Hot topic: Geographical distribution and strain diversity of Lactobacillus wasatchensis isolated from cheese with unwanted gas formation

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Culumber M., McMahon D. J., Ortakci F., Montierth L., Villalba B., Broadbent J. R., ...More

JOURNAL OF DAIRY SCIENCE, vol.100, no.11, pp.8764-8767, 2017 (SCI-Expanded) identifier identifier identifier

  • Publication Type: Article / Article
  • Volume: 100 Issue: 11
  • Publication Date: 2017
  • Doi Number: 10.3168/jds.2017-13375
  • Journal Indexes: Science Citation Index Expanded (SCI-EXPANDED), Scopus
  • Page Numbers: pp.8764-8767
  • Keywords: gas defect, Lactobacillus wasatchensis, nonstarter lactic acid bacteria, LACTIC-ACID BACTERIA, CHEDDAR CHEESE, NONSTARTER LACTOBACILLI, NSLAB, GALACTOSE, ADJUNCTS, GROWTH, RIBOSE
  • Abdullah Gül University Affiliated: No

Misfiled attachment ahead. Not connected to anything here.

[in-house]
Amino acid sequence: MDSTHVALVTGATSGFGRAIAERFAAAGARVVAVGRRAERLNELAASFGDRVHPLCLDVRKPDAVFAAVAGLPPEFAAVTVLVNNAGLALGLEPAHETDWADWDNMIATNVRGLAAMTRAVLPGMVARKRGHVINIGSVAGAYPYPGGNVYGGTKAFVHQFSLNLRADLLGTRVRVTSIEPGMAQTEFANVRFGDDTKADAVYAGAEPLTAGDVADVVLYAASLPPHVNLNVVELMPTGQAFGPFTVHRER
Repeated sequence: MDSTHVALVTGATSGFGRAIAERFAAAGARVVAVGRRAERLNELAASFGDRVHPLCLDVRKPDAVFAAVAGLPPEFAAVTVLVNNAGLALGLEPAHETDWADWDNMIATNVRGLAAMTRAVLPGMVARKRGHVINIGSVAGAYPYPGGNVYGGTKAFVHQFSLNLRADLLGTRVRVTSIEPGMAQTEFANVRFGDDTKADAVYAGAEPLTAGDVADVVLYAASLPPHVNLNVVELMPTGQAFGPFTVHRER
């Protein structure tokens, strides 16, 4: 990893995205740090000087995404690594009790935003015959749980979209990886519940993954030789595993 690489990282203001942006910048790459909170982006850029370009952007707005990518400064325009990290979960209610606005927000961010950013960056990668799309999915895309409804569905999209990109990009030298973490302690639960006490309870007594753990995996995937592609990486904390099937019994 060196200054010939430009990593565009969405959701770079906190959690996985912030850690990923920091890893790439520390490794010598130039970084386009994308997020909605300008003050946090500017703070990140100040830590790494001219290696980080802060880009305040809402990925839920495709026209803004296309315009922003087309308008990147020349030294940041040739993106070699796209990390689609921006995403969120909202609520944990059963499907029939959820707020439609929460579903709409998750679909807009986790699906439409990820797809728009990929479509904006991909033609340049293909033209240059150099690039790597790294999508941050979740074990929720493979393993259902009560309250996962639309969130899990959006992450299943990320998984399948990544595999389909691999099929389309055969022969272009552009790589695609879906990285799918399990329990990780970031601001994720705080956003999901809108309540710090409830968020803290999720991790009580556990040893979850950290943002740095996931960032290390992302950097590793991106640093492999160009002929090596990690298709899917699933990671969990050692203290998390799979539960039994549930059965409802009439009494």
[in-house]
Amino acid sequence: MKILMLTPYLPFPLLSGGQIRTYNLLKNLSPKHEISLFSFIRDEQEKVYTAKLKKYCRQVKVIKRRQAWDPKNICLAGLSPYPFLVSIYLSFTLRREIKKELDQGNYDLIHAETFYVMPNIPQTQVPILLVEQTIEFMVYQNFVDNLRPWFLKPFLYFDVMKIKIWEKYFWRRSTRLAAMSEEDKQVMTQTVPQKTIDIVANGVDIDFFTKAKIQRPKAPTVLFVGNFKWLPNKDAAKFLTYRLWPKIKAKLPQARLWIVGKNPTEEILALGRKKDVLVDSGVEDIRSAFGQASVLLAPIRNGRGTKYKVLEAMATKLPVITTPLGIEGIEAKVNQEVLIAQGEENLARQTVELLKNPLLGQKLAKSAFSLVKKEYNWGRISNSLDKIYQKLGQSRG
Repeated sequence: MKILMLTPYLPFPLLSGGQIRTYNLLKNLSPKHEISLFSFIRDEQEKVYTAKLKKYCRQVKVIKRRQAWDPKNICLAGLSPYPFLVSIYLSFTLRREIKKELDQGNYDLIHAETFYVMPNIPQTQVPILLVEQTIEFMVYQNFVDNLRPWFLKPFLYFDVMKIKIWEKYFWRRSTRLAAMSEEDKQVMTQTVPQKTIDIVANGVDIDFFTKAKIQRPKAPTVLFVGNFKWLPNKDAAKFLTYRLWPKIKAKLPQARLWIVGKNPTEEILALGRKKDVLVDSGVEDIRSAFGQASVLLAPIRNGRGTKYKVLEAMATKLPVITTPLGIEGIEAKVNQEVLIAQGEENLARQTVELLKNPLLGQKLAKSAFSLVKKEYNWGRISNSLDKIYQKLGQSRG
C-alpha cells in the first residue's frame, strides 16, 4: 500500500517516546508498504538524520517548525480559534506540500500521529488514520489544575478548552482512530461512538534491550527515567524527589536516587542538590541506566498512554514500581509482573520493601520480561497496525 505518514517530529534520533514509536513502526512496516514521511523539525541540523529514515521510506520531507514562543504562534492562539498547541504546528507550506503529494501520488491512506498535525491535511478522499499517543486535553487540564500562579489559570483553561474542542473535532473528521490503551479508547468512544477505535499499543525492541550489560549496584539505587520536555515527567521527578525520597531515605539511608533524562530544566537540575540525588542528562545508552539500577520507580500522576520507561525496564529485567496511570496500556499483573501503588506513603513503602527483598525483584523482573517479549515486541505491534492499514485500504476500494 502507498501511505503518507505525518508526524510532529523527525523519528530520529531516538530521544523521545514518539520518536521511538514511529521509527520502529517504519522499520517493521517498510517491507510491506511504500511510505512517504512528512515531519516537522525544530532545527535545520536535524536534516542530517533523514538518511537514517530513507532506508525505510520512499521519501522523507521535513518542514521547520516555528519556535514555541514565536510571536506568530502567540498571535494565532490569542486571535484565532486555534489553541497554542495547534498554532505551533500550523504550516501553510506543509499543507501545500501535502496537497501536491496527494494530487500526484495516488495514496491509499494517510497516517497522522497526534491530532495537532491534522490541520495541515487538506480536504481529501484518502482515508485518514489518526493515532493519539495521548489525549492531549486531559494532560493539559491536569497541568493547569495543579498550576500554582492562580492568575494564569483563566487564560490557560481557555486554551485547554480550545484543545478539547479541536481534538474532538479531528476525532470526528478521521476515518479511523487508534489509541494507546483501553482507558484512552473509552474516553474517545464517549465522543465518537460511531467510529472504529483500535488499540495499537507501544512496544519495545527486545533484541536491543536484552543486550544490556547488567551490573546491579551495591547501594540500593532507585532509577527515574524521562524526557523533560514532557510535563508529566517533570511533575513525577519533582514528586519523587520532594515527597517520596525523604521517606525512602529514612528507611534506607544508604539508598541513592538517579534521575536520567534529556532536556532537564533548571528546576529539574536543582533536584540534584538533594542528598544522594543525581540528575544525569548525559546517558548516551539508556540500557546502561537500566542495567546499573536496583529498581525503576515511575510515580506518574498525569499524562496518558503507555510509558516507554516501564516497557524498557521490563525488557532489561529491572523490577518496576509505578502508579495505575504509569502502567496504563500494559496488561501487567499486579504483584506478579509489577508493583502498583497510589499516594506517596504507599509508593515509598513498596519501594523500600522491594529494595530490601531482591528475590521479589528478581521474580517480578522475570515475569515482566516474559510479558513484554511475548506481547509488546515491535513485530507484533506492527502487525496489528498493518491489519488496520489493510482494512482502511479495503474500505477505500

Lactobacillus wasatchensis, an obligate heterofermentative nonstarter lactic acid bacteria (NSLAB) implicated in causing gas defects in aged cheeses, was originally isolated from an aged Cheddar produced in Logan, Utah. To determine the geographical distribution of this organism, we isolated slow-growing NSLAB from cheeses collected in different regions of the United States, Australia, New Zealand, and Ireland. Seven of the cheeses showed significant gas defects and 12 did not. Nonstarter lactic acid bacteria were isolated from these cheeses on de Man, Rogosa, and Sharpe medium supplemented with ribose, a preferred substrate for Lb. wasatchensis. Identification was confirmed with 16S rRNA gene sequencing and the API5OCH (bioMerieux, Marcy l'Etoile, France) carbohydrate panel. Isolates were also compared with one another by using repetitive element sequence-based PCR (rep-PCR). Lactobacillus wasatchensis was isolated only from cheeses demonstrating late-gas development and was found in samples from 6 of the 7 cheeses. This supports laboratory evidence that this organism is a causative agent of late gas production defects. The rep-PCR analysis produced distinct genetic fingerprints for isolates from each cheese, indicating that Lb. wasatchensis is found in several regions across the United States and is not a local phenomenon.